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Biochim Biophys Acta. 2005 Feb 1;1668(1):87-98.

Study of structure and orientation of mesentericin Y105, a bacteriocin from Gram-positive Leuconostoc mesenteroides, and its Trp-substituted analogues in phospholipid environments.

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Laboratoire de Physico-Chimie Moléculaire, Université de Bordeaux I, 351 cours de la Libération, 33405 Talence, France.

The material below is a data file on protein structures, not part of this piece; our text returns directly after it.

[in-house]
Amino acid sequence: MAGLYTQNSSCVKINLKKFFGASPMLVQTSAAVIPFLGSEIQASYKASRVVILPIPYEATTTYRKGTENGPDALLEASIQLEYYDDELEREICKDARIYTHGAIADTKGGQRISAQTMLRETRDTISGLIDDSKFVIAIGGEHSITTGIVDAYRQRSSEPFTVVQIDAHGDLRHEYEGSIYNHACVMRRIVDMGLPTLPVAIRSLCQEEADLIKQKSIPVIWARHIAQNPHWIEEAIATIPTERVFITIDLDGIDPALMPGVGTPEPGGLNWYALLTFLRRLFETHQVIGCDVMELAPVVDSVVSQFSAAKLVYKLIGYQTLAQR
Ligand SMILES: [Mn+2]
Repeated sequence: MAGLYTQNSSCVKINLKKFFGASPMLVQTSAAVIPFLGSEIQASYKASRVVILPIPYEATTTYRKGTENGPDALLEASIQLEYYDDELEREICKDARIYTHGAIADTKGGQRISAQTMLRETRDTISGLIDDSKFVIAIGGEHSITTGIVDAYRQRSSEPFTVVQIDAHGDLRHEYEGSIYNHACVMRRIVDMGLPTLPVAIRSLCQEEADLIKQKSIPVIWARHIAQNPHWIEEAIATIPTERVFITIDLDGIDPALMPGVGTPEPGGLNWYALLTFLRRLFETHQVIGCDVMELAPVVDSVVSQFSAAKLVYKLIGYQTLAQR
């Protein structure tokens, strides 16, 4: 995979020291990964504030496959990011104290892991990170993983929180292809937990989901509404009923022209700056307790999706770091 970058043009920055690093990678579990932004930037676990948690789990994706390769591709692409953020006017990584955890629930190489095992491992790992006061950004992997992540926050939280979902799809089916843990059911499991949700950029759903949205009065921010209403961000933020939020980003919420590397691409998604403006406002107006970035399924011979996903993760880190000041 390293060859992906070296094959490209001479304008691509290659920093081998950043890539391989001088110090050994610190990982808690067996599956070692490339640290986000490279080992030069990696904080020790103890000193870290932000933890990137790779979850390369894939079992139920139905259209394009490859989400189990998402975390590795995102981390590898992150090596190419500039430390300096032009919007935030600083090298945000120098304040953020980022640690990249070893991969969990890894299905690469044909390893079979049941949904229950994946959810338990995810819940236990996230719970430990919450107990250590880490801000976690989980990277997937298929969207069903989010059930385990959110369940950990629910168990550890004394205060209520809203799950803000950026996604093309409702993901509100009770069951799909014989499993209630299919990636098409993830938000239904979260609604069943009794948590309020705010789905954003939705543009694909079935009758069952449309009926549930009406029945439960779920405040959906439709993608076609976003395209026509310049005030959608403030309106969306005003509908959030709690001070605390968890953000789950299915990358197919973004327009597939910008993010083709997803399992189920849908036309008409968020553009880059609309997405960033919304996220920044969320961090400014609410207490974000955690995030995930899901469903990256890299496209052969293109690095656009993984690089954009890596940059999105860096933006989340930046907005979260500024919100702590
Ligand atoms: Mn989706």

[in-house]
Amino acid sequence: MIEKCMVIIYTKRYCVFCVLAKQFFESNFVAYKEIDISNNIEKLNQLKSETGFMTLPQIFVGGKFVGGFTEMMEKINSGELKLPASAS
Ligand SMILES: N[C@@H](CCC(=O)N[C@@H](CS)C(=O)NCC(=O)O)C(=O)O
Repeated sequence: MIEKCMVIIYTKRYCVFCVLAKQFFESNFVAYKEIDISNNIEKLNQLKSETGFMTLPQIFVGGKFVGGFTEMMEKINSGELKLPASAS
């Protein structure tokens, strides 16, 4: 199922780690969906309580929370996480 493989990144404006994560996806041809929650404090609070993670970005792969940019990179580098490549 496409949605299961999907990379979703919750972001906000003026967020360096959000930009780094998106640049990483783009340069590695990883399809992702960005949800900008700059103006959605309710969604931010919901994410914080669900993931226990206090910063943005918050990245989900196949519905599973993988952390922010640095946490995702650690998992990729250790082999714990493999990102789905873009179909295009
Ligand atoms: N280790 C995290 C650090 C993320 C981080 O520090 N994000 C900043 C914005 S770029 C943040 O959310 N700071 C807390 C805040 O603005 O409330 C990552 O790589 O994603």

Mesentericin Y105 (Mes-Y105) is a bacteriocin secreted by Leuconostoc mesenteroides which is particularly active on Listeria. It is constituted by 37 residues and reticulated by one disulfide bridge. It has two W residues, W18 and W37, which can be studied by fluorescence. Two single substituted W/F analogues were synthesized (Mes-Y105/W18 and Mes-Y105/W37) to differentiate the local environment around each W and to study their changes in the presence of lipid vesicles. Fluorescence experiments show that, for the pure Trp-analogues, W18 and W37 are fully exposed to solvent whatever pH and buffer conditions. In the presence of lipid vesicles, both became buried. Lipid affinities were estimated: they are weak for zwitterionic phospholipids but an order of magnitude higher for negatively charged phosphatidylserine (PS) and phosphatidylglycerol (PG) lipids. On negatively charged PG lipids, Mes-Y105 and Mes-Y105/W37 display comparable lipid affinities. A decrease in lipid affinity is observed for Mes-Y105/W18 compared to Mes-Y105, which means that W37 would seem to be required for increased lipid selectivity. In the lipid-bound state W18 is strongly dehydrated, probably embedded into the acyl chains, while W37 stands more at the interface. Mes-Y105 was also studied by polarization modulation infrared reflection absorption spectroscopy (PMIRRAS), alone and in various phospholipid environments, to obtain structural information and to assess lipid perturbations. At nanomolar concentrations close to those required for anti-Listeria activity, Mes-Y105 forms films at the air/water interface and inserts into negatively charged lipid monolayers. In situ infrared data show that Mes-Y105 binding only affects the polar head group vibrations while the lipid order of the acyl chains remains unaffected. The PMIRRAS show that Mes-Y105 folds into an N-terminal antiparallel beta-sheet followed by an alpha-helix, both structures being tilted (40 degrees) compared to the normal at the interface, which is in agreement with the thickness estimated by Brewster angle microscopy (BAM). All these data support the proposal of a new model for Mes-Y105 at the membrane interface.

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